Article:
Cayetano wasn’t alone in his anguish. All of the duchess’s children agree that their mother had two distinct personas: There was the public figure of duchess, enchanting, free-spirited, extroverted, and warm; and there was the private one of mother, aloof, distant, and sporadically dictatorial. Perhaps Cayetana’s largely motherless (and sibling-less) childhood was the root cause of the domestic dysfunction.
Like a play, Cayetana’s life climaxed in its third act with the arrival of another (relatively) young wooer, Antonio Díez. It was 2008 and the duchess was 82 years old, frail and wheelchair-bound after undergoing surgery for hydrocephalus; Díez was nearly 30 years younger, tall, gentlemanly, and spry. The age difference rang alarm bells in the tabloids and rattled the House of Alba to its core: Who was this no-name suitor, and what were his intentions?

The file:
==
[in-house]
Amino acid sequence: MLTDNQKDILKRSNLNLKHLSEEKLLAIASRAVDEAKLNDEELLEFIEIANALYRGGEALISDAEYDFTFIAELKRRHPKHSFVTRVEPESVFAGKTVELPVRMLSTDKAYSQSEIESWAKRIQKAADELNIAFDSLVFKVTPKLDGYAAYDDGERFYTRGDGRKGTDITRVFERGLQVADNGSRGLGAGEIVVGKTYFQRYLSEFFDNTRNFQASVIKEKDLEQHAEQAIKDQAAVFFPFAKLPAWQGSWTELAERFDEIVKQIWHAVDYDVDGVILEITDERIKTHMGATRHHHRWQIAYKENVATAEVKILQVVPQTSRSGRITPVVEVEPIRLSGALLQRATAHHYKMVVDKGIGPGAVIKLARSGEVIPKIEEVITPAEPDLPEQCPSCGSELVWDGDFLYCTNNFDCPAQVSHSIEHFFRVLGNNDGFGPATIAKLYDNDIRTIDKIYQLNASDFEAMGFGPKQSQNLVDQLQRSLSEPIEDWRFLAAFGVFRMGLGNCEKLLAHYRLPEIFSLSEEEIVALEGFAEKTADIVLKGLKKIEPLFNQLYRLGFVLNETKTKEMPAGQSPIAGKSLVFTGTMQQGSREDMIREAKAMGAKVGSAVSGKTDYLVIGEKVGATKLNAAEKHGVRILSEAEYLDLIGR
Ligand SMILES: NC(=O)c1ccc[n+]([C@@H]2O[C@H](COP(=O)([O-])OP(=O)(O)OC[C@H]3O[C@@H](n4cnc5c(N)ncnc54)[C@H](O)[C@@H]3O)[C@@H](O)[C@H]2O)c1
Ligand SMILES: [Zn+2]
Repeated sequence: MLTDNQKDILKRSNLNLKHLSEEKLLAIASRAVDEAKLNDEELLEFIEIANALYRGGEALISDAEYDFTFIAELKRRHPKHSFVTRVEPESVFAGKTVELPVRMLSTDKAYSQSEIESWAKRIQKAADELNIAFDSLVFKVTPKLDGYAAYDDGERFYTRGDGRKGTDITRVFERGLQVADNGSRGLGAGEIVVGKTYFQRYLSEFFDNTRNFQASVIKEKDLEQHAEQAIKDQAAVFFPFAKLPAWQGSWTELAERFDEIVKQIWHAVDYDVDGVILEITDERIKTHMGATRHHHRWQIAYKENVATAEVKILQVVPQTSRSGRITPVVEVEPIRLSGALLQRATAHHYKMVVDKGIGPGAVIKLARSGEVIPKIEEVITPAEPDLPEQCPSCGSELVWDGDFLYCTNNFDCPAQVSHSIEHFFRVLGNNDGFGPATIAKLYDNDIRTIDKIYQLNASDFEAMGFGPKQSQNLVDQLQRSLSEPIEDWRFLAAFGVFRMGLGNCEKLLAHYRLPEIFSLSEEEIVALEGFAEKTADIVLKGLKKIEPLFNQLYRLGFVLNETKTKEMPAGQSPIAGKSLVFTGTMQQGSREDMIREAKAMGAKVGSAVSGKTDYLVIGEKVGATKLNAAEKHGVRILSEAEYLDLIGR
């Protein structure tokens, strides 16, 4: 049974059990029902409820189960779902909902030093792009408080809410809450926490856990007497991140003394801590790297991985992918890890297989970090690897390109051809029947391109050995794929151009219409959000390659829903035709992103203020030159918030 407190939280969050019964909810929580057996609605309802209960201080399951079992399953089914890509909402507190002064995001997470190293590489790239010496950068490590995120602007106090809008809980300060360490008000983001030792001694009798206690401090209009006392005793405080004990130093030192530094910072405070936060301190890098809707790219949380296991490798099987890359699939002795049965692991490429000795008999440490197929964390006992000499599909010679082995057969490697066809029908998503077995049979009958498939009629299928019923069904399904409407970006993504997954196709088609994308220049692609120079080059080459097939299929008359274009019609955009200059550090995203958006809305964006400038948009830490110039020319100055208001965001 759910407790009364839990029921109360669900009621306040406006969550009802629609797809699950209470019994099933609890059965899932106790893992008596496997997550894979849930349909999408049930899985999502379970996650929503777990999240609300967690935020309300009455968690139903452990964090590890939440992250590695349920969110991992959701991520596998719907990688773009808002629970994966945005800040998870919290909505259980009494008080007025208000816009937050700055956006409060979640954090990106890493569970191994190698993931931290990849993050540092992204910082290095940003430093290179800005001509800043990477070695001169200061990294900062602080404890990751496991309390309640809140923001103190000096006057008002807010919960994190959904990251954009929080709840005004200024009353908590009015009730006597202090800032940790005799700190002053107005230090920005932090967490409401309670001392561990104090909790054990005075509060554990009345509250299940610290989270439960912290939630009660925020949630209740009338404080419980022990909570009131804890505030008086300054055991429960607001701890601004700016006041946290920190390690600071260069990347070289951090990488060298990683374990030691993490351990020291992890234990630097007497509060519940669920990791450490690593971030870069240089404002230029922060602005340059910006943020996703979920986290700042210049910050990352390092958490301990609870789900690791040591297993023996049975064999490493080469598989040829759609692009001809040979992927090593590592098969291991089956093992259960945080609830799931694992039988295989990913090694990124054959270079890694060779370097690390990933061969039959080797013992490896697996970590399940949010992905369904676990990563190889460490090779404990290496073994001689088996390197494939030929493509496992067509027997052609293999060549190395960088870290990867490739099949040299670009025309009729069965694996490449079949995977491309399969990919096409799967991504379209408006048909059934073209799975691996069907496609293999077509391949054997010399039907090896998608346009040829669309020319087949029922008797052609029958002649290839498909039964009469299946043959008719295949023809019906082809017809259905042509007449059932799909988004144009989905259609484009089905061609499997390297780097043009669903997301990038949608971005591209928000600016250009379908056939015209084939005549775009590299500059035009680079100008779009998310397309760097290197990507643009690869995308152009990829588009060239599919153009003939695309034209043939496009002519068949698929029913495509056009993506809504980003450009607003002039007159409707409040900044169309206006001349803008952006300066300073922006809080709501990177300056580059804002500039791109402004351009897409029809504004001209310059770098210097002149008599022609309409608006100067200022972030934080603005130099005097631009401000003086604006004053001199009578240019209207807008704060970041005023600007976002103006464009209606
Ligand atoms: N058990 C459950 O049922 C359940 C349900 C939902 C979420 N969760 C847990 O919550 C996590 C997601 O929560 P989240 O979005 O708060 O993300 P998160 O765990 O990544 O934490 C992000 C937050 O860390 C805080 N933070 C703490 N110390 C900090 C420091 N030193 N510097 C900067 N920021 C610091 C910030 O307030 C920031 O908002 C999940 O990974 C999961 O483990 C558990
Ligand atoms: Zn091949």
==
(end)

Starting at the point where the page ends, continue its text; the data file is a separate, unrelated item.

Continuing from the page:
Initially none of Cayetana’s children approved of the relationship, convinced that Díez was delusional at best and a gold-digger at worst. But the duchess stood her ground. “They’re just jealous,” she said of her children in an interview with Hola! magazine, adding that they were hypocrites. “They don’t want me to marry, but they change partners more often than I do!”
Happily Cayetana’s children—and the bulk of Spanish society—were proven wrong by Díez. Over time, the whole family warmed up to the man, who proved to be a sweet, honest, and dependable companion to the duchess in her final years. Their favorite pastime was watching back-to-back films together in the palace.
Concerns were further allayed when Díez waived his rights to the House of Alba’s assets and when the duchess bequeathed her entire estate—all the art, castles, and sprawling dominions—to her children while she was still alive.